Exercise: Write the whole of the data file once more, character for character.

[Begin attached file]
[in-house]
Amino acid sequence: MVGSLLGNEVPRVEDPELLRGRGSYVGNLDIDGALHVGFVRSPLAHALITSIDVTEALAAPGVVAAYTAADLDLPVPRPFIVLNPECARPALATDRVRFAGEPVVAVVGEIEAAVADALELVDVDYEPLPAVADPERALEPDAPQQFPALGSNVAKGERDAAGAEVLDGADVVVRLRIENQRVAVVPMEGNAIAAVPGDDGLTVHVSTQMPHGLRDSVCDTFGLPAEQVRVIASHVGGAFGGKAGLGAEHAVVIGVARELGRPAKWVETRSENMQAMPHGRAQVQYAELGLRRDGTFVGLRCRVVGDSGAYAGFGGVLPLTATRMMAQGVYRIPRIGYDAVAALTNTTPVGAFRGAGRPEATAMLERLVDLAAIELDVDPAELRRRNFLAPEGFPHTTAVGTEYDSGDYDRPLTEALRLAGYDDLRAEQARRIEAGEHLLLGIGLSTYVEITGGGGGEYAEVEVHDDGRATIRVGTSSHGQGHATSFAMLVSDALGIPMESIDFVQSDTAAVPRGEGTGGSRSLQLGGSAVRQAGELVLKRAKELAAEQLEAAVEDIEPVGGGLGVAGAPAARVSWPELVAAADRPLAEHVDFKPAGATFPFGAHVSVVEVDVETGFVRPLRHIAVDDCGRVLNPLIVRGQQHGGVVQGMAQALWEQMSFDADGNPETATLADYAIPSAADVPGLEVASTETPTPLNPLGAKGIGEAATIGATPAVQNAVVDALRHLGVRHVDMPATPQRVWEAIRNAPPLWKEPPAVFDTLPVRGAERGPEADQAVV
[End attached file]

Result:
[in-house]
Amino acid sequence: MVGSLLGNEVPRVEDPELLRGRGSYVGNLDIDGALHVGFVRSPLAHALITSIDVTEALAAPGVVAAYTAADLDLPVPRPFIVLNPECARPALATDRVRFAGEPVVAVVGEIEAAVADALELVDVDYEPLPAVADPERALEPDAPQQFPALGSNVAKGERDAAGAEVLDGADVVVRLRIENQRVAVVPMEGNAIAAVPGDDGLTVHVSTQMPHGLRDSVCDTFGLPAEQVRVIASHVGGAFGGKAGLGAEHAVVIGVARELGRPAKWVETRSENMQAMPHGRAQVQYAELGLRRDGTFVGLRCRVVGDSGAYAGFGGVLPLTATRMMAQGVYRIPRIGYDAVAALTNTTPVGAFRGAGRPEATAMLERLVDLAAIELDVDPAELRRRNFLAPEGFPHTTAVGTEYDSGDYDRPLTEALRLAGYDDLRAEQARRIEAGEHLLLGIGLSTYVEITGGGGGEYAEVEVHDDGRATIRVGTSSHGQGHATSFAMLVSDALGIPMESIDFVQSDTAAVPRGEGTGGSRSLQLGGSAVRQAGELVLKRAKELAAEQLEAAVEDIEPVGGGLGVAGAPAARVSWPELVAAADRPLAEHVDFKPAGATFPFGAHVSVVEVDVETGFVRPLRHIAVDDCGRVLNPLIVRGQQHGGVVQGMAQALWEQMSFDADGNPETATLADYAIPSAADVPGLEVASTETPTPLNPLGAKGIGEAATIGATPAVQNAVVDALRHLGVRHVDMPATPQRVWEAIRNAPPLWKEPPAVFDTLPVRGAERGPEADQAVV